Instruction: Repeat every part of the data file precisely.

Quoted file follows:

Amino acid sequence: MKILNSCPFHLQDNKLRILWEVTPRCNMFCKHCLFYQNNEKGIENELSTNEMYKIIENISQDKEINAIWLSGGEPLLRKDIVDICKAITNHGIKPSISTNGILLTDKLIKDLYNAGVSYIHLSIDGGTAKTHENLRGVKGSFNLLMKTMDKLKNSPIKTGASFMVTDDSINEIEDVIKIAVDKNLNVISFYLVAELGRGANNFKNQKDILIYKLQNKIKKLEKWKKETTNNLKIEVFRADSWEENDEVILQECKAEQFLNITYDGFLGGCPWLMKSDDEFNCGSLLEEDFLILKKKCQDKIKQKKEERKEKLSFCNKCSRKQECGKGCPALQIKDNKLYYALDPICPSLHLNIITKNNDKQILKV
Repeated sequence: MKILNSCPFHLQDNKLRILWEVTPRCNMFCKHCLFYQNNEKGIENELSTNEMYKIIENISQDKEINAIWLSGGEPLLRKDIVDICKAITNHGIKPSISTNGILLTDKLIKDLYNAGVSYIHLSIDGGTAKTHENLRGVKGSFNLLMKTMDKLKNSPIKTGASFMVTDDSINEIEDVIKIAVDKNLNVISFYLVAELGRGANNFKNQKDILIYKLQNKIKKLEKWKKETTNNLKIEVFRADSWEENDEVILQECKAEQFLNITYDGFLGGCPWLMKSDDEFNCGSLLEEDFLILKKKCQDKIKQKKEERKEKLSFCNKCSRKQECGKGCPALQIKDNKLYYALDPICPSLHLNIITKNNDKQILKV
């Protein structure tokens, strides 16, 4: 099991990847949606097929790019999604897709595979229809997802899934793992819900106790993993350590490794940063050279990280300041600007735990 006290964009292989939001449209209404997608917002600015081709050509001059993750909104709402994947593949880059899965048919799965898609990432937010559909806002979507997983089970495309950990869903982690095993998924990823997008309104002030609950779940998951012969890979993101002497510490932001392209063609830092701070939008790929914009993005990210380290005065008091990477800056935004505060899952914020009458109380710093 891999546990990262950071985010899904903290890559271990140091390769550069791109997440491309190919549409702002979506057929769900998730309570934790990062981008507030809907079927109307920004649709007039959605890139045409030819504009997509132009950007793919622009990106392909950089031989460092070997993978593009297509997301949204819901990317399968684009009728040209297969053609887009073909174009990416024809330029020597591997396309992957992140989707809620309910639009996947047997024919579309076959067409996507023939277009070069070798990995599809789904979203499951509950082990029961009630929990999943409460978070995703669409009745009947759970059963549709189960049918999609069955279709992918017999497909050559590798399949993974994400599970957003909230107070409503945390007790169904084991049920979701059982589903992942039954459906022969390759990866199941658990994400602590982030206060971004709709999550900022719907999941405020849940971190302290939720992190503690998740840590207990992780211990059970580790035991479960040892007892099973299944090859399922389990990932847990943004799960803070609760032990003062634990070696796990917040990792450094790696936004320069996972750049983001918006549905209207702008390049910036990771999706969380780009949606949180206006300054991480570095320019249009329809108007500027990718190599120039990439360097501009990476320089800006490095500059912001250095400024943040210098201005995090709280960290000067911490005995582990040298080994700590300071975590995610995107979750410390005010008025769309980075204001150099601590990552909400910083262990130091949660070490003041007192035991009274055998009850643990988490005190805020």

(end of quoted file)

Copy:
Amino acid sequence: MKILNSCPFHLQDNKLRILWEVTPRCNMFCKHCLFYQNNEKGIENELSTNEMYKIIENISQDKEINAIWLSGGEPLLRKDIVDICKAITNHGIKPSISTNGILLTDKLIKDLYNAGVSYIHLSIDGGTAKTHENLRGVKGSFNLLMKTMDKLKNSPIKTGASFMVTDDSINEIEDVIKIAVDKNLNVISFYLVAELGRGANNFKNQKDILIYKLQNKIKKLEKWKKETTNNLKIEVFRADSWEENDEVILQECKAEQFLNITYDGFLGGCPWLMKSDDEFNCGSLLEEDFLILKKKCQDKIKQKKEERKEKLSFCNKCSRKQECGKGCPALQIKDNKLYYALDPICPSLHLNIITKNNDKQILKV
Repeated sequence: MKILNSCPFHLQDNKLRILWEVTPRCNMFCKHCLFYQNNEKGIENELSTNEMYKIIENISQDKEINAIWLSGGEPLLRKDIVDICKAITNHGIKPSISTNGILLTDKLIKDLYNAGVSYIHLSIDGGTAKTHENLRGVKGSFNLLMKTMDKLKNSPIKTGASFMVTDDSINEIEDVIKIAVDKNLNVISFYLVAELGRGANNFKNQKDILIYKLQNKIKKLEKWKKETTNNLKIEVFRADSWEENDEVILQECKAEQFLNITYDGFLGGCPWLMKSDDEFNCGSLLEEDFLILKKKCQDKIKQKKEERKEKLSFCNKCSRKQECGKGCPALQIKDNKLYYALDPICPSLHLNIITKNNDKQILKV
């Protein structure tokens, strides 16, 4: 099991990847949606097929790019999604897709595979229809997802899934793992819900106790993993350590490794940063050279990280300041600007735990 006290964009292989939001449209209404997608917002600015081709050509001059993750909104709402994947593949880059899965048919799965898609990432937010559909806002979507997983089970495309950990869903982690095993998924990823997008309104002030609950779940998951012969890979993101002497510490932001392209063609830092701070939008790929914009993005990210380290005065008091990477800056935004505060899952914020009458109380710093 891999546990990262950071985010899904903290890559271990140091390769550069791109997440491309190919549409702002979506057929769900998730309570934790990062981008507030809907079927109307920004649709007039959605890139045409030819504009997509132009950007793919622009990106392909950089031989460092070997993978593009297509997301949204819901990317399968684009009728040209297969053609887009073909174009990416024809330029020597591997396309992957992140989707809620309910639009996947047997024919579309076959067409996507023939277009070069070798990995599809789904979203499951509950082990029961009630929990999943409460978070995703669409009745009947759970059963549709189960049918999609069955279709992918017999497909050559590798399949993974994400599970957003909230107070409503945390007790169904084991049920979701059982589903992942039954459906022969390759990866199941658990994400602590982030206060971004709709999550900022719907999941405020849940971190302290939720992190503690998740840590207990992780211990059970580790035991479960040892007892099973299944090859399922389990990932847990943004799960803070609760032990003062634990070696796990917040990792450094790696936004320069996972750049983001918006549905209207702008390049910036990771999706969380780009949606949180206006300054991480570095320019249009329809108007500027990718190599120039990439360097501009990476320089800006490095500059912001250095400024943040210098201005995090709280960290000067911490005995582990040298080994700590300071975590995610995107979750410390005010008025769309980075204001150099601590990552909400910083262990130091949660070490003041007192035991009274055998009850643990988490005190805020």